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© Boardworks Ltd 2008 48 of 70 Rationalizing the denominator When a fraction has a surd as a denominator we usually rewrite it so that the denominator is a rational number. This is called rationalizing the denominator. Simplify the fraction 5 √2 Remember, if we multiply the numerator and the denominator of a fraction by the same number the value of the fraction remains unchanged. In this example, we can multiply the numerator and the denominator by √ 2 to make the denominator into a whole number.

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© Boardworks Ltd 2008 49 of 70 Rationalizing the denominator When a fraction has a surd as a denominator we usually rewrite it so that the denominator is a rational number. This is called rationalizing the denominator. Simplify the fraction 5 √2√2 5 √2 = ×√2×√2 ×√2 2 5√2

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© Boardworks Ltd 2008 50 of 70 Rationalizing the denominator 2 √3 = ×√3×√3 ×√3 3 2√3 Simplify the following fractions by rationalizing their denominators. 1) 2 √3 2) √2 √5 3) 3 4√7 √2 √5 = ×√5×√5 ×√5 5 √103 4√7 = ×√7×√7 ×√7 28 3√7

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© Boardworks Ltd 2008 51 of 70 A A A A A A N2.6 Standard form Contents N2.5 Surds N2.4 Fractional indices N2.2 Index laws N2.1 Powers and roots N2.3 Negative indices and reciprocals N2 Powers, roots and standard form

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© Boardworks Ltd 2008 52 of 70 Powers of ten Our decimal number system is based on powers of ten. We can write powers of ten using index notation. 10 = 10 1 100 = 10 × 10 = 10 2 1000 = 10 × 10 × 10 = 10 3 10 000 = 10 × 10 × 10 × 10 = 10 4 100 000 = 10 × 10 × 10 × 10 × 10 = 10 5 1 000 000 = 10 × 10 × 10 × 10 × 10 × 10 = 10 6 …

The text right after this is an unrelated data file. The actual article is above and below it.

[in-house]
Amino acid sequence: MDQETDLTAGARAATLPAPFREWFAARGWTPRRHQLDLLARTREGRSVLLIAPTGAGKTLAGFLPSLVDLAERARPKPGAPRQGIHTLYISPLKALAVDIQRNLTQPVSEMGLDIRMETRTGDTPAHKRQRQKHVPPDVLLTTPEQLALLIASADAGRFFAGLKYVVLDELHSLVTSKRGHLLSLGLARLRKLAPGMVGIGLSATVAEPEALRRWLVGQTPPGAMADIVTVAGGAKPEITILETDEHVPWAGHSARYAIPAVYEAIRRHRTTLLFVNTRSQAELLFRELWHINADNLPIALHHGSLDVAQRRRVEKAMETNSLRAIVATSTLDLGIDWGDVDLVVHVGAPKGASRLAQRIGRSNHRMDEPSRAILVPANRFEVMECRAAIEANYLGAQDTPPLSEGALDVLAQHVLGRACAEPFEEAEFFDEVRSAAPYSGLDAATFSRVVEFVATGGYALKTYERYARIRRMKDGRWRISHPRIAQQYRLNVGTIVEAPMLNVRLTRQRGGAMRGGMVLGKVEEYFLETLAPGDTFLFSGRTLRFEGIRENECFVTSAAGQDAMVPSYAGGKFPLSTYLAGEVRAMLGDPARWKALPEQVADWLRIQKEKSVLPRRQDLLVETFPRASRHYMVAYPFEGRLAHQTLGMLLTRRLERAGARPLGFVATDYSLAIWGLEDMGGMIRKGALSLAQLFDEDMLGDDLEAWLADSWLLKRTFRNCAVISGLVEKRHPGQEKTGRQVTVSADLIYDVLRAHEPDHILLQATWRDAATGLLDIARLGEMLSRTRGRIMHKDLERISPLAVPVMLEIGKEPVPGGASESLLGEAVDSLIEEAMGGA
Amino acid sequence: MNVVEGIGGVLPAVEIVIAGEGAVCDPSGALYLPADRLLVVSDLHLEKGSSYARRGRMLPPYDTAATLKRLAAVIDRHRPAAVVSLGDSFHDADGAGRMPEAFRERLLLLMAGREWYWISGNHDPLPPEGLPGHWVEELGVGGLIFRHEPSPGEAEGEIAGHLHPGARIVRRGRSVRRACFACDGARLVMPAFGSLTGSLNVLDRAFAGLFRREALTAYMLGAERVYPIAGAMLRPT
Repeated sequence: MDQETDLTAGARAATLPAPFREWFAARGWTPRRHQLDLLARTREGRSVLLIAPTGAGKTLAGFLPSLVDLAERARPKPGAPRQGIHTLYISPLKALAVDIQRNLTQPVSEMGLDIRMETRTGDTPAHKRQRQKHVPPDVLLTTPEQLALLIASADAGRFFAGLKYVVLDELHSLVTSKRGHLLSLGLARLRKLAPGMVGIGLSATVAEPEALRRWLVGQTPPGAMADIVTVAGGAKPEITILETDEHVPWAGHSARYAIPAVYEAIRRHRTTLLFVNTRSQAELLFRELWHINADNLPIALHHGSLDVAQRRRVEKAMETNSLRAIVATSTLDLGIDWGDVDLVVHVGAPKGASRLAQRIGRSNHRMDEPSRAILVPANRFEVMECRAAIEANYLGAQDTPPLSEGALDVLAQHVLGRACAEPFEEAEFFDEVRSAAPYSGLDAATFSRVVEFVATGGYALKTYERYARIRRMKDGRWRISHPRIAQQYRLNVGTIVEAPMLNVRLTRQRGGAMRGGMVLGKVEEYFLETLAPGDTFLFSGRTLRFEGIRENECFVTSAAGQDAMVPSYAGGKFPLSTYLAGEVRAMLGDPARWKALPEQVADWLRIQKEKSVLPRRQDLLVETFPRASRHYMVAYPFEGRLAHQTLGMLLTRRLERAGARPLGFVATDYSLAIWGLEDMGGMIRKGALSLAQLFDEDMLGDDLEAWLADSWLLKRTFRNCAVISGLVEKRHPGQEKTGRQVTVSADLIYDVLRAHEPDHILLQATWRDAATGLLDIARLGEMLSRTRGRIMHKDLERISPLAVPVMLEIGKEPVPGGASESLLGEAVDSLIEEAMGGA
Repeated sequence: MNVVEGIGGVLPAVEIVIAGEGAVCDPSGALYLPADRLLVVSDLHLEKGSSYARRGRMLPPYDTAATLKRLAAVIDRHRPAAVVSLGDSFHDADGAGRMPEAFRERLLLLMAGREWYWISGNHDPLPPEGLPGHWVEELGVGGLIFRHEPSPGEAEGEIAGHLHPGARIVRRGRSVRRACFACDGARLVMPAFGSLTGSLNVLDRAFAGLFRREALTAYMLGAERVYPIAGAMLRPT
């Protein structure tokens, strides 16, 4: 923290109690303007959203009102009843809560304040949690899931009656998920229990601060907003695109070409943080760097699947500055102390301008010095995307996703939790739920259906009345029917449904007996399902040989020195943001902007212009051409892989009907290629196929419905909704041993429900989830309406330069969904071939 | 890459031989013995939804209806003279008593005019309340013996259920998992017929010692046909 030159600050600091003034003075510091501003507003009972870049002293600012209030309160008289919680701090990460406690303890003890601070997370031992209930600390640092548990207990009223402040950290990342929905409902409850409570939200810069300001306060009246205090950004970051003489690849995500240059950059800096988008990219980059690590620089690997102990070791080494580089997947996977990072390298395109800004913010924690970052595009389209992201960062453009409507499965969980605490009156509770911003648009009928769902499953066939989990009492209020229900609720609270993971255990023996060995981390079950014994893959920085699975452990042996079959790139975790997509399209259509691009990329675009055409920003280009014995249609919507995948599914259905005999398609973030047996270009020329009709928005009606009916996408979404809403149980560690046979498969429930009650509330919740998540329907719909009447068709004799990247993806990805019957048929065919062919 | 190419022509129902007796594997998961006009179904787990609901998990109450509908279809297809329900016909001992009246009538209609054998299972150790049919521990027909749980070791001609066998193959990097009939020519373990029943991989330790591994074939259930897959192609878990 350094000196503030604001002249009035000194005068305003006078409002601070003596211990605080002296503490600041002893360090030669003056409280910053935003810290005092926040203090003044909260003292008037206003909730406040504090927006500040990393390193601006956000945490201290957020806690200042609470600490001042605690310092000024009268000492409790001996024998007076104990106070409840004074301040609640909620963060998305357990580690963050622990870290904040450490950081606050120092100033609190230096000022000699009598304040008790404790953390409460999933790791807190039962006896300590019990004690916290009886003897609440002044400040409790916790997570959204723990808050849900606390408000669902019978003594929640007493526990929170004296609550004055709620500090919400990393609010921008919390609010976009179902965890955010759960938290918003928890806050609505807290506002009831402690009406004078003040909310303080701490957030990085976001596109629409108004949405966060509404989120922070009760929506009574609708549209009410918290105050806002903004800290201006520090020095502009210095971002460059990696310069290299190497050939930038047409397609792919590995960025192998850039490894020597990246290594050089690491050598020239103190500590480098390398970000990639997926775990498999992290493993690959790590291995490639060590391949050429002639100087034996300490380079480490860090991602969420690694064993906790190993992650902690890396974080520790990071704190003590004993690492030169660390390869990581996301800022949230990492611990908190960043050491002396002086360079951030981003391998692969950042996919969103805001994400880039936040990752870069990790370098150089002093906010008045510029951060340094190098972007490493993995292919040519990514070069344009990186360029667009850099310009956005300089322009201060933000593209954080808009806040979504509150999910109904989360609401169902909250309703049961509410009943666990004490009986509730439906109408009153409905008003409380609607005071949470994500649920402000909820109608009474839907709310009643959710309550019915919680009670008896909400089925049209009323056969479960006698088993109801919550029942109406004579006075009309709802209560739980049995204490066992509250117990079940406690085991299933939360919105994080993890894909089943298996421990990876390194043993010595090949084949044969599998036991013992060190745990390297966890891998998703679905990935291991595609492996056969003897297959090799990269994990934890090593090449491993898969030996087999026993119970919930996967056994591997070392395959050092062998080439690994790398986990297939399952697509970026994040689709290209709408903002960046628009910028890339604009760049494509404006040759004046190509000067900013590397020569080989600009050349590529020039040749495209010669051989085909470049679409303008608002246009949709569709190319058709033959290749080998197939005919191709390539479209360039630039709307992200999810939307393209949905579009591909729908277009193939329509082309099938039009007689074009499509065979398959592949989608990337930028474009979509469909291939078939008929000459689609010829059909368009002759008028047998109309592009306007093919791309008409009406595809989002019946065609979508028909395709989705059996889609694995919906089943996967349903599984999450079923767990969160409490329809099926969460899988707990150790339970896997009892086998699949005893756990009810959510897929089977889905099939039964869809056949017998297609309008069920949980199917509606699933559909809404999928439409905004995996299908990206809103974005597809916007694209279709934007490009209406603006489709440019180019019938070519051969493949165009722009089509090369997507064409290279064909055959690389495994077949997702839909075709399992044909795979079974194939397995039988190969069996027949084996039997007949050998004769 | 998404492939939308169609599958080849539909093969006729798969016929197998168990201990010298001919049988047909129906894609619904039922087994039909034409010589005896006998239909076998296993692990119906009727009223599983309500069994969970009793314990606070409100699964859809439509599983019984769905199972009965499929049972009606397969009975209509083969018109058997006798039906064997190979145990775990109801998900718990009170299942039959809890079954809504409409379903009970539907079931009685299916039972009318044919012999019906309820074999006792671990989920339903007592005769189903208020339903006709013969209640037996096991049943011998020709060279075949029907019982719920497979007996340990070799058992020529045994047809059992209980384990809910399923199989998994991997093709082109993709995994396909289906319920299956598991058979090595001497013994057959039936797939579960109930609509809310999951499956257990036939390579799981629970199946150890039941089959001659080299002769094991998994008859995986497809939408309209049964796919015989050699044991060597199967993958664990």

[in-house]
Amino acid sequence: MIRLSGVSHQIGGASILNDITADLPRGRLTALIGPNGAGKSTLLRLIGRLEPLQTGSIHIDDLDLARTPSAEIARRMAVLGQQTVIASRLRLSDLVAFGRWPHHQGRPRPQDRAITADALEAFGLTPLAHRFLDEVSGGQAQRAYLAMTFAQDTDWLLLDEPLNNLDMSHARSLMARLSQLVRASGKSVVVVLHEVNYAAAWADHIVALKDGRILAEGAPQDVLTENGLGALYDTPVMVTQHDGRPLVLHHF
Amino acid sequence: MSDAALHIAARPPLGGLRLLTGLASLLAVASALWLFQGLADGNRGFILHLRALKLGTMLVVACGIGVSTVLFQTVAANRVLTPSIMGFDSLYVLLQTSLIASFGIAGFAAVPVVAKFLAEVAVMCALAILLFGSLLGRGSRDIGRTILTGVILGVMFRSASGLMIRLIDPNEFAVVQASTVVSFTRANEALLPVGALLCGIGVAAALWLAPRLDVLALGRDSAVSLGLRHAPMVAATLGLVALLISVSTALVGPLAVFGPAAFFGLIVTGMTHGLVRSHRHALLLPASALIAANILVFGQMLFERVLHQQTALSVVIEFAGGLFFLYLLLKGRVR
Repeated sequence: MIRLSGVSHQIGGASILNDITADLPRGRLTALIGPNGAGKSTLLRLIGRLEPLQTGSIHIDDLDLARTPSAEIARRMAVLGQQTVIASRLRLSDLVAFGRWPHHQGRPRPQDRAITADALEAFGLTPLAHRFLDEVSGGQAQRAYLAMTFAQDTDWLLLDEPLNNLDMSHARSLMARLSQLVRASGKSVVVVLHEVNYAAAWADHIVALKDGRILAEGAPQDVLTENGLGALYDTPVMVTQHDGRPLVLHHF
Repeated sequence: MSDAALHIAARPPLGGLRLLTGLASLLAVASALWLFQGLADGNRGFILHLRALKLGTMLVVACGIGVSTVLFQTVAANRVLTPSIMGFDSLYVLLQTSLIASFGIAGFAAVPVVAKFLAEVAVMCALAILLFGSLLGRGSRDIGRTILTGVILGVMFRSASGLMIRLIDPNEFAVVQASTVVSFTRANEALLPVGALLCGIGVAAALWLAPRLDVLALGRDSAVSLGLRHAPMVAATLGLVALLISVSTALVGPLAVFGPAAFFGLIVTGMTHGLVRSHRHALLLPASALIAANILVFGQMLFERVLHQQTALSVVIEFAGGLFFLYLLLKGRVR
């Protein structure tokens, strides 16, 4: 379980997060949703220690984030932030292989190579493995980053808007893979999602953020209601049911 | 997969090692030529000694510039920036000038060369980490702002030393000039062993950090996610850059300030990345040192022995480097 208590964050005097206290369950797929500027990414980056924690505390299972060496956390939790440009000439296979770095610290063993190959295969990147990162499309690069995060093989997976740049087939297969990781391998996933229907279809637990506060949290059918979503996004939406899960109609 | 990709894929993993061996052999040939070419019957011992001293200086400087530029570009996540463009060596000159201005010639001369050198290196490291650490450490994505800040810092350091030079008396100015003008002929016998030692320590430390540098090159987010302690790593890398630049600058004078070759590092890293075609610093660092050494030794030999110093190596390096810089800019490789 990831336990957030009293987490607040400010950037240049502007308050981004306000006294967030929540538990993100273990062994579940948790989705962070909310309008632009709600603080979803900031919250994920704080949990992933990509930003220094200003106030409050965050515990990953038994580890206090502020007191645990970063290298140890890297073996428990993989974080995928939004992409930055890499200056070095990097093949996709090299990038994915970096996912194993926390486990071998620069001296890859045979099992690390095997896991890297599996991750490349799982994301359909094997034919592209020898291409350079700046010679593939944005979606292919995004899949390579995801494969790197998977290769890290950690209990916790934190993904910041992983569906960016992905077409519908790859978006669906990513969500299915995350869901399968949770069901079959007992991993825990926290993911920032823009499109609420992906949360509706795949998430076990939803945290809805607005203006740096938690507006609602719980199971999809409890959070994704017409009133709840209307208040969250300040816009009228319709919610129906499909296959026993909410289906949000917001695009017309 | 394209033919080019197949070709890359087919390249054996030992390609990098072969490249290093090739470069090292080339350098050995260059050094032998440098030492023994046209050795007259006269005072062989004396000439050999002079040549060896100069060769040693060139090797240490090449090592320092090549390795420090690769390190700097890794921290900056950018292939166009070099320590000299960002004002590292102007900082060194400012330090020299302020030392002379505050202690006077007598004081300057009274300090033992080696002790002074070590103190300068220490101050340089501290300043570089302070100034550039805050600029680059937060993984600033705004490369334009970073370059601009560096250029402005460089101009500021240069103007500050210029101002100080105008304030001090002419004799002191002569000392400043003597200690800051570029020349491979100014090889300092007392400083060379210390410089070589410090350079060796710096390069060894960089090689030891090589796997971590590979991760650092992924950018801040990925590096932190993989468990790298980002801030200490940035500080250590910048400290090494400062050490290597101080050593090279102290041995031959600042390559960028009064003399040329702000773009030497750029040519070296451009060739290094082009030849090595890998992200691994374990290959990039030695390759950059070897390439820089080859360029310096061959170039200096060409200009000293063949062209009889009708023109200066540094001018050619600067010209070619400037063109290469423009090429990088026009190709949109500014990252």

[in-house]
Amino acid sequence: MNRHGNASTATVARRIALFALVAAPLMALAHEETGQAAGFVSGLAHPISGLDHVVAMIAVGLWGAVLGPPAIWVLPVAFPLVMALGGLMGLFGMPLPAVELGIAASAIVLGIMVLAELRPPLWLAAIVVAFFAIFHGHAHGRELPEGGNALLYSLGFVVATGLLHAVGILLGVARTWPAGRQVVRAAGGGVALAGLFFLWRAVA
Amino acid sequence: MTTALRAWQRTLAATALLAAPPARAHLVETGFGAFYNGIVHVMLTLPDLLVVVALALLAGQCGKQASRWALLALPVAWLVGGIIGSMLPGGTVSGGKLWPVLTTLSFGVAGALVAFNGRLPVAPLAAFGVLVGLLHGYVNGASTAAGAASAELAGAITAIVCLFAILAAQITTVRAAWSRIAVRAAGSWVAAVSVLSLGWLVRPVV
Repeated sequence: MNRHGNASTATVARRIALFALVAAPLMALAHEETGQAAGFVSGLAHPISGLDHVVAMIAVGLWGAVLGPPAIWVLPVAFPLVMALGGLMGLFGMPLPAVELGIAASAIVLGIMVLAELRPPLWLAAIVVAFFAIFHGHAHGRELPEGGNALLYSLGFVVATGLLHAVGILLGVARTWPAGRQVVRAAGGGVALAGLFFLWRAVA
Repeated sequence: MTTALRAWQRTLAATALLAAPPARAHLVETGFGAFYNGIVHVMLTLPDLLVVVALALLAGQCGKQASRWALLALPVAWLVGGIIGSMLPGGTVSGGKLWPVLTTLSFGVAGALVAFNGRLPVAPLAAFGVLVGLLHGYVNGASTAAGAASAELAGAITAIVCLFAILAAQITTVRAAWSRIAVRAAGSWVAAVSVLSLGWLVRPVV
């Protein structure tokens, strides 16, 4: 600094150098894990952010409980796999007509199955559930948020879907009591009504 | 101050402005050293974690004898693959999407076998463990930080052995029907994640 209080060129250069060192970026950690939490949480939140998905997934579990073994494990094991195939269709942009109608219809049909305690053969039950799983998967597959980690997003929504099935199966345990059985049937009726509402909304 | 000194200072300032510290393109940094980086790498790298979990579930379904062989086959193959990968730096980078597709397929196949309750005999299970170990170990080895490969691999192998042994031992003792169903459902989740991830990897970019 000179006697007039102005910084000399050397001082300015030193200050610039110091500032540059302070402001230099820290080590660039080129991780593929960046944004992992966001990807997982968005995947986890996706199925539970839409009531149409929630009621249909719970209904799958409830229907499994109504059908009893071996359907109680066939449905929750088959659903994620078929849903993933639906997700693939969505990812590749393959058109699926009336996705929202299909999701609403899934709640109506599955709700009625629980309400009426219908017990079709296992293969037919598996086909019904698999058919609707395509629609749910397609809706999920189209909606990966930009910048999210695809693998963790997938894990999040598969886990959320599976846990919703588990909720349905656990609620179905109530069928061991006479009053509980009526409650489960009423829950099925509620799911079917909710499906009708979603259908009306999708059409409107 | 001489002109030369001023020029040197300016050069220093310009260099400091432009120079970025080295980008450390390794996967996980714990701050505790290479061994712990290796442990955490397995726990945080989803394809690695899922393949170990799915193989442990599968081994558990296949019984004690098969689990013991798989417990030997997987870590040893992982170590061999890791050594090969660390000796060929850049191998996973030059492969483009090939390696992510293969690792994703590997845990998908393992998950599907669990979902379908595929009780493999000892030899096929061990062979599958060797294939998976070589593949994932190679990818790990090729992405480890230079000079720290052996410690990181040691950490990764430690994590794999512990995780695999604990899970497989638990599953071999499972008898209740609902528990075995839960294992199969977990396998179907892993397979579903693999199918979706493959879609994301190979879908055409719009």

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© Boardworks Ltd 2008 53 of 70 Negative powers of ten Any number raised to the power of 0 is 1, so 1 = 10 0 Decimals can be written using negative powers of ten 0.01 = = = 10 -2 1 10 2 1 100 0.001 = = = 10 -3 1 10 3 1 1000 0.0001 = = = 10 -4 1 10000 1 10 4 0.00001 = = = 10 -5 1 100000 1 10 5 0.000001 = = = 10 -6 … 1 1000000 1 10 6 0.1 = = =10 -1 1 10 1 10 1

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© Boardworks Ltd 2008 54 of 70 Very large numbers Use you calculator to work out the answer to 40 000 000 × 50 000 000. Your calculator may display the answer as: What does the 15 mean? The 15 means that the answer is 2 followed by 15 zeros or: 2 × 10 15 = 2 000 000 000 000 000 2 E 15 or 2 15 2 ×10 15,

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© Boardworks Ltd 2008 55 of 70 Very small numbers Use you calculator to work out the answer to 0.0002 ÷ 30 000 000. Your calculator may display the answer as: What does the –12 mean? The –12 means that the 15 is divided by 1 followed by 12 zeros. 1.5 × 10 -12 = 0.000000000002 1.5 E –12 or 1.5 –12 1.5 ×10 –12,

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© Boardworks Ltd 2008 56 of 70 Standard form 2 × 10 15 and 1.5 × 10 -12 are examples of a number written in standard form. Numbers written in standard form have two parts: A number between 1 and 10 × A power of 10 This way of writing a number is also called standard index form or scientific notation. Any number can be written using standard form, however it is usually used to write very large or very small numbers.

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© Boardworks Ltd 2008 57 of 70 Standard form – writing large numbers For example, the mass of the planet earth is about 5 970 000 000 000 000 000 000 000 kg. We can write this in standard form as a number between 1 and 10 multiplied by a power of 10. 5.97 × 10 24 kg A number between 1 and 10 A power of ten